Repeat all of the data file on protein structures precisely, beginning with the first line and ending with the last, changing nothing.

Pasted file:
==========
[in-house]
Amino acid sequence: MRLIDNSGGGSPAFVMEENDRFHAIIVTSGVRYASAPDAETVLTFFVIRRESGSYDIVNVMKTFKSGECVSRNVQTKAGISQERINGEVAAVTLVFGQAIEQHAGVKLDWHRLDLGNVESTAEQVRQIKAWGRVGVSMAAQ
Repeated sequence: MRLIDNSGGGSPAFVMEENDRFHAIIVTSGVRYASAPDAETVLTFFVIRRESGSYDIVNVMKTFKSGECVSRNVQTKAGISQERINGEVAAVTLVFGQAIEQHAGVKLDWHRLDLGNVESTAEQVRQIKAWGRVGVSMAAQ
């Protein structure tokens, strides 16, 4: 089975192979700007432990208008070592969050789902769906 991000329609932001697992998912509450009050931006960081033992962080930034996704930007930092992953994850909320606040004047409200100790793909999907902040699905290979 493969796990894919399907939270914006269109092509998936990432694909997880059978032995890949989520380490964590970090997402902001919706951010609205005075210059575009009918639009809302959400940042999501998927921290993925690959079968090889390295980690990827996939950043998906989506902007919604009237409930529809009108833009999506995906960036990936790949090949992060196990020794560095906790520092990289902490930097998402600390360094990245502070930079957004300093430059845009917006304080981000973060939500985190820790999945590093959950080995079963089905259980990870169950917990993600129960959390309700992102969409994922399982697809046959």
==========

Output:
[in-house]
Amino acid sequence: MRLIDNSGGGSPAFVMEENDRFHAIIVTSGVRYASAPDAETVLTFFVIRRESGSYDIVNVMKTFKSGECVSRNVQTKAGISQERINGEVAAVTLVFGQAIEQHAGVKLDWHRLDLGNVESTAEQVRQIKAWGRVGVSMAAQ
Repeated sequence: MRLIDNSGGGSPAFVMEENDRFHAIIVTSGVRYASAPDAETVLTFFVIRRESGSYDIVNVMKTFKSGECVSRNVQTKAGISQERINGEVAAVTLVFGQAIEQHAGVKLDWHRLDLGNVESTAEQVRQIKAWGRVGVSMAAQ
């Protein structure tokens, strides 16, 4: 089975192979700007432990208008070592969050789902769906 991000329609932001697992998912509450009050931006960081033992962080930034996704930007930092992953994850909320606040004047409200100790793909999907902040699905290979 493969796990894919399907939270914006269109092509998936990432694909997880059978032995890949989520380490964590970090997402902001919706951010609205005075210059575009009918639009809302959400940042999501998927921290993925690959079968090889390295980690990827996939950043998906989506902007919604009237409930529809009108833009999506995906960036990936790949090949992060196990020794560095906790520092990289902490930097998402600390360094990245502070930079957004300093430059845009917006304080981000973060939500985190820790999945590093959950080995079963089905259980990870169950917990993600129960959390309700992102969409994922399982697809046959």